In Katherine Anne Porter’s short story, “He”, Mrs. Whipple has the misfortune of a mentally retarded son. While struggling to feed and clothe the hungry mouths of her family, Mrs. Whipple tries to camouflage hatred toward her son by putting up a façade of love and concern for him in an attempt to look like a better individual.
Mr. Whipple and Mrs. Whipple’s neglect toward their son is evident right from the start by his lack of a name. He is only acknowledged as “He” or “Him”. Nance explains that this, “failure of the boy’s parents to recognize his personality, symbolized by their failure to give him a name, is the root of their error and suffering” (Nance 19). If Mr. and Mrs. Whipple would take the time to understand their son as a person and recognize his abilities, they would be able to accept his situation more easily and Mrs. Whipple could be less concerned with what people say.
The distortion of Mrs. Whipple’s concern for her son is first evident when she says,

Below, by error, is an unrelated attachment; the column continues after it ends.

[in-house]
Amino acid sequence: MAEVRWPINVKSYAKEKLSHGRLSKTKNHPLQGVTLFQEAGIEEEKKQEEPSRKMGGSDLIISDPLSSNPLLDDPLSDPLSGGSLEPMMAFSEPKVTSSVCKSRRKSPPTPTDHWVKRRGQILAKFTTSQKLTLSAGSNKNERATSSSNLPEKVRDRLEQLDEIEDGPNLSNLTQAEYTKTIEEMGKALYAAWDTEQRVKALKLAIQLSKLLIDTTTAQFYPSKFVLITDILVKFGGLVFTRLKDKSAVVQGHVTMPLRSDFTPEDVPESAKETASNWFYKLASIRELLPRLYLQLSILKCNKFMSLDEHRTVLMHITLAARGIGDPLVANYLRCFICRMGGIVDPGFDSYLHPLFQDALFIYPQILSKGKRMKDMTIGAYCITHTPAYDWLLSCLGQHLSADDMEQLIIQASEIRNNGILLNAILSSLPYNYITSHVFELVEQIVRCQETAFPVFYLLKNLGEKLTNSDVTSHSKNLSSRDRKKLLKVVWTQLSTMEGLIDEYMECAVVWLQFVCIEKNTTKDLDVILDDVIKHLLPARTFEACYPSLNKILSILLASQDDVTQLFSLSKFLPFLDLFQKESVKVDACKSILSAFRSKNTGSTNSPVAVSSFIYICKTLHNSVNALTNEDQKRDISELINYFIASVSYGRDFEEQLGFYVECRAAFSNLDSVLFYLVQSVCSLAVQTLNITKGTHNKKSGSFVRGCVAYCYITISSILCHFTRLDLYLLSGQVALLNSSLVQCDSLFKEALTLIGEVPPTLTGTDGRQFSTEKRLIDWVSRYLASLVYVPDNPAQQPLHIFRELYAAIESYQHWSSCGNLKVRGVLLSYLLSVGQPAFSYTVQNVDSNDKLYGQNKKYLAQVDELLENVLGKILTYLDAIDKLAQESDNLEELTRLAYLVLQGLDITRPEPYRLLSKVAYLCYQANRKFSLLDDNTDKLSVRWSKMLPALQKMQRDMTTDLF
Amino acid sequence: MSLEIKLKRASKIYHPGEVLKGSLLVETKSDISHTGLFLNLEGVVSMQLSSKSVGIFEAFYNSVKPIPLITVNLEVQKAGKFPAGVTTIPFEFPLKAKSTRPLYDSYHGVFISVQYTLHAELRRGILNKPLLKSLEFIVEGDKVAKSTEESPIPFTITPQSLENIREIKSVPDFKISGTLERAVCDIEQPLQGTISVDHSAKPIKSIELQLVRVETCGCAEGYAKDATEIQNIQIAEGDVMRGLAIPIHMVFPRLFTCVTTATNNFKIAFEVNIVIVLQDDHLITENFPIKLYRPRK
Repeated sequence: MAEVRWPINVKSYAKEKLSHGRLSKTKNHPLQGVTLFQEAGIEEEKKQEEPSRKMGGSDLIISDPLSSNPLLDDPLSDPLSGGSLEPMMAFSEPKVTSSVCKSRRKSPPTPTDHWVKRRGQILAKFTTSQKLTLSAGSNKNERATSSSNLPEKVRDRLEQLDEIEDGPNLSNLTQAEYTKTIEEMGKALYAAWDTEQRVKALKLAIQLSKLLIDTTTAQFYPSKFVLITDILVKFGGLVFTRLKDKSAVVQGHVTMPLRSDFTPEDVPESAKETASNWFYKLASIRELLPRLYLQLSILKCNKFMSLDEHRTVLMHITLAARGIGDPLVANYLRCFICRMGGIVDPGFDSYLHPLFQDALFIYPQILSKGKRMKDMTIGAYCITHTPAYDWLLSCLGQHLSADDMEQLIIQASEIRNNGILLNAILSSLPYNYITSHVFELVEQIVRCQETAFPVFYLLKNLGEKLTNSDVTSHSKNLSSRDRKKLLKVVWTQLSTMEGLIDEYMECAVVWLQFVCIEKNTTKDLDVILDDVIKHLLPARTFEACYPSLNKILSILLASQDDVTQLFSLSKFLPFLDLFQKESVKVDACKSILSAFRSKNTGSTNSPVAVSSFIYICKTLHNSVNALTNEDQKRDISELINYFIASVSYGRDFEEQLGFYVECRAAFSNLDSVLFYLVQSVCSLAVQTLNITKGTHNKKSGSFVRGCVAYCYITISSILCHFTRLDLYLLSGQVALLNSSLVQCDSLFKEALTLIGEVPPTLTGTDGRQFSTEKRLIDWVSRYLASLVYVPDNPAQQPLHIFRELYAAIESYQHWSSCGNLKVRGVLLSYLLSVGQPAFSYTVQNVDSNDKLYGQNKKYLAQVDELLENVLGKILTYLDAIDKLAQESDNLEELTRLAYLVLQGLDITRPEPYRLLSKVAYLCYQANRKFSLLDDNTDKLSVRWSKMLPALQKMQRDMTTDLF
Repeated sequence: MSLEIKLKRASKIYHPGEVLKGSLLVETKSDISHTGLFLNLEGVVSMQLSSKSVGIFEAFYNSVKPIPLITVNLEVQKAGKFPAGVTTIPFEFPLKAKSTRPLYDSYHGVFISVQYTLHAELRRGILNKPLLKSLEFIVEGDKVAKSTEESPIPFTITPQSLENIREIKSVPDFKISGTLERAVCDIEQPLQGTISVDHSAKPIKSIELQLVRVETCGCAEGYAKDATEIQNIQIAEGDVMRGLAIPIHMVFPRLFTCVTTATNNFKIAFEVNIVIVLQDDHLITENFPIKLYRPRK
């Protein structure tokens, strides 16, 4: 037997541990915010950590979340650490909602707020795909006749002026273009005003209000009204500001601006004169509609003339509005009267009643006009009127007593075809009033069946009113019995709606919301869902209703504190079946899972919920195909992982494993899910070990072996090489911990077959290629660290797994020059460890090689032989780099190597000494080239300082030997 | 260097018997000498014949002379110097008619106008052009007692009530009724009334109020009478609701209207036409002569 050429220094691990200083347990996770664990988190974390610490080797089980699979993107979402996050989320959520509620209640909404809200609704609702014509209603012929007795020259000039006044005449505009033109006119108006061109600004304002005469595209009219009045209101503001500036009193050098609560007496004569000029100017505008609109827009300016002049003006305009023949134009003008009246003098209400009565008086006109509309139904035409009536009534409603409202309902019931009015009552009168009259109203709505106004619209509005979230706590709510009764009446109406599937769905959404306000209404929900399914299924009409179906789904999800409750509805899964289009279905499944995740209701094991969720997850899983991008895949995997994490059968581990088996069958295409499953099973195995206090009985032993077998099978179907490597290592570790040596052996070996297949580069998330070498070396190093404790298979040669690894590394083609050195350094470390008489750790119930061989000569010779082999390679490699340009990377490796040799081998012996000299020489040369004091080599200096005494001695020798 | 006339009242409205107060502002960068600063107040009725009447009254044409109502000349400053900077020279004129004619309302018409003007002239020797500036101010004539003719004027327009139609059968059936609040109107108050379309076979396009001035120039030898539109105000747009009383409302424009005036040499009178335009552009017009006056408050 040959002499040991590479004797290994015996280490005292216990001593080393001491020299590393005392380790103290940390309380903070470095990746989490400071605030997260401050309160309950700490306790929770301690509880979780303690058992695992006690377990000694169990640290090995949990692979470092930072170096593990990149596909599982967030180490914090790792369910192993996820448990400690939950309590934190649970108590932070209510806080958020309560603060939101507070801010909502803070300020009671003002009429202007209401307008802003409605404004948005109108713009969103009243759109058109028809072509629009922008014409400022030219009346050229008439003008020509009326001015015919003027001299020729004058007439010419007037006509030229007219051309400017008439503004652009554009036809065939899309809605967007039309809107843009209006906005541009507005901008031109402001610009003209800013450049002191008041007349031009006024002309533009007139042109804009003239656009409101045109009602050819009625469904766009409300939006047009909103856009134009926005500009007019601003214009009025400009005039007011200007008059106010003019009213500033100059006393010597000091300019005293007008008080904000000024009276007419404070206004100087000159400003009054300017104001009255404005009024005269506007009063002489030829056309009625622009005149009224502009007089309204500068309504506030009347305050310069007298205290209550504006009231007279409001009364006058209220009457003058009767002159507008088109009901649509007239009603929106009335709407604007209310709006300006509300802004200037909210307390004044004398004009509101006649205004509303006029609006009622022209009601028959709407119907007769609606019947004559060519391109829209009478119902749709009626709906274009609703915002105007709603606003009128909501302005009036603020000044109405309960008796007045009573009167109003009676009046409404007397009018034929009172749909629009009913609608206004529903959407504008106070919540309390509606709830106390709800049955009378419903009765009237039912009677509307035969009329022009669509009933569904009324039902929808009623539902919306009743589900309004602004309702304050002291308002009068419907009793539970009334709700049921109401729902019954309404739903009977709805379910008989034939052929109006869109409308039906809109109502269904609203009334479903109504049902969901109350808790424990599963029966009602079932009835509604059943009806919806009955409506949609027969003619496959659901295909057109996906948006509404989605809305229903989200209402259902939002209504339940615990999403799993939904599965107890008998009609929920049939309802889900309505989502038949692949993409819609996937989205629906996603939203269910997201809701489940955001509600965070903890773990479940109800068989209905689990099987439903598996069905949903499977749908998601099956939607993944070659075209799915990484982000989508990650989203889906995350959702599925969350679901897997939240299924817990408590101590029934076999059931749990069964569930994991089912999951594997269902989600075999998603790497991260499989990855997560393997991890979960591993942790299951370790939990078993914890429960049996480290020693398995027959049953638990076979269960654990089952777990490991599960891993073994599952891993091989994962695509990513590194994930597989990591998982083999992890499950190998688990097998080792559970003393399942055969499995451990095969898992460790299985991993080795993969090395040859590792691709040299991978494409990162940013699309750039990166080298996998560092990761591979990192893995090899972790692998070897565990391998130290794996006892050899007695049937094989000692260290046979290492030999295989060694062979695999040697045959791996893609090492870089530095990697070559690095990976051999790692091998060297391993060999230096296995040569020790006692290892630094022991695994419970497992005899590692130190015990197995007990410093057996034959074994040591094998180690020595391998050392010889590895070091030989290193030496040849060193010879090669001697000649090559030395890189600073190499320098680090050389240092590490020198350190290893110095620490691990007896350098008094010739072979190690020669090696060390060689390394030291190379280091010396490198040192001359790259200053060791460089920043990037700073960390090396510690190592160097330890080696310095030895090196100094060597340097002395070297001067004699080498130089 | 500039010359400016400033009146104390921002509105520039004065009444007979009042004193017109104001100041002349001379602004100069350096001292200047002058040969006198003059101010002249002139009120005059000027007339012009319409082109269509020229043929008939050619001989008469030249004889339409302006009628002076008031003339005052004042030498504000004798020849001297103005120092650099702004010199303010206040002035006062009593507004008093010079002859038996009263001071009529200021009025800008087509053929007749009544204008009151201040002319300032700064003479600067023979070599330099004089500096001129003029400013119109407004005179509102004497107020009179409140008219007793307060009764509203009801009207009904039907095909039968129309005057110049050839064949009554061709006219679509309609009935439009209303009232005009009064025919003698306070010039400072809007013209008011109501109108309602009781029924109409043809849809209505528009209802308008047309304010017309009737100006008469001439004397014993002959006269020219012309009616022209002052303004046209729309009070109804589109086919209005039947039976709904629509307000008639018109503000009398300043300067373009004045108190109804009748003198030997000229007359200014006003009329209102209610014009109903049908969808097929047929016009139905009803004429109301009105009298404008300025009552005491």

“I wouldn’t have anything happen to Him for all the world, but it just looks like I can’t keep Him out of mischief. He’s so strong and active;He’s always into everything; He was like that since He could walk. It’s actually funny sometimes, the way He can do anything; it’s laughable to see Him up to His tricks.” (Porter 493) The truth is that Mrs. Whipple fails to put any considerable effort into keeping Him out of trouble in the first place. Mr. and Mrs. Whipple give the boy more chores because they say that He is bigger than average, and wont think twice about taking some of his blankets if the other children get cold in winter. On more than one occasion she intentionally puts Him in harms way. After receiving a letter saying that her brother and his family is coming for a visit, Mrs. Whipple insists on sacrificing a baby pig that would be worth a substantial amount of money by Christmas. With the mama pig being a great fighter, Mrs. Whipple asks...